He also said there is a lack of communication among West Virginia's congressional delegation.
McKinley said West Virginia's representatives and senators have met only once during his two and a half years in office.
And while he occasionally has dinner with Sen. Joe Manchin and talks with Capito and Rep. Nick Rahall on the House floor every day, McKinley said the group never sits down in the same room to discuss issues.
He said he would like to get all of West Virginia's federal lawmakers together at least once a quarter.
"I don't know whose role it is to pull it together. But we ought to be doing it that way," he said. "I'm too old to be fussing around with people who can't talk with each other."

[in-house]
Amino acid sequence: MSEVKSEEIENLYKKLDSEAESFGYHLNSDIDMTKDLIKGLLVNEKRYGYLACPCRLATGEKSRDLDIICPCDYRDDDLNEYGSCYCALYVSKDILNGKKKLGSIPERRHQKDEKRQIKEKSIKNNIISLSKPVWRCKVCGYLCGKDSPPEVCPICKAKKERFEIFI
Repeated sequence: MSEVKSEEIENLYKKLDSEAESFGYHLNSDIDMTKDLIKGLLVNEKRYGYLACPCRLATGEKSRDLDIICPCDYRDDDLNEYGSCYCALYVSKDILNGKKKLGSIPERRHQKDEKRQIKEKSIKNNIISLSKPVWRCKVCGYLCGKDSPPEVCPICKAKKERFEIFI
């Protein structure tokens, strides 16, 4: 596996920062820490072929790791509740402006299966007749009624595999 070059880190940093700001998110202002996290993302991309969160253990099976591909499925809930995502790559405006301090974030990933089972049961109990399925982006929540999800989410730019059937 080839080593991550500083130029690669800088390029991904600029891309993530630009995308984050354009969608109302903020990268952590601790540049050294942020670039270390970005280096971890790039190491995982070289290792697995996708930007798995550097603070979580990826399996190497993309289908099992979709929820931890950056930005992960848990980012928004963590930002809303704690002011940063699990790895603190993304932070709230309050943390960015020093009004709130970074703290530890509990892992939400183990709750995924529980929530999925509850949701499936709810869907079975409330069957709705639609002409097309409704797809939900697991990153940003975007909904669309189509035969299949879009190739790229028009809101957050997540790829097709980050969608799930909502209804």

West Virginia learned last month 450 jobs that were supposed to be added to the Bureau of the Public Debt in Parkersburg will remain in Maryland for at least the next six years.
McKinley said the state's federal lawmakers did not step in on the matter because they were "caught off guard." Better communication could have prevented Parkersburg from losing the jobs, he said.
West Virginia's lawmakers need to communicate better in order to protect the state's interests, he said.
"There are more congressmen that represent Allegheny County (Pennsylvania) than in the whole state of West Virginia," he said.
"A lot of it is rural versus urban center. We're outnumbered. Badly."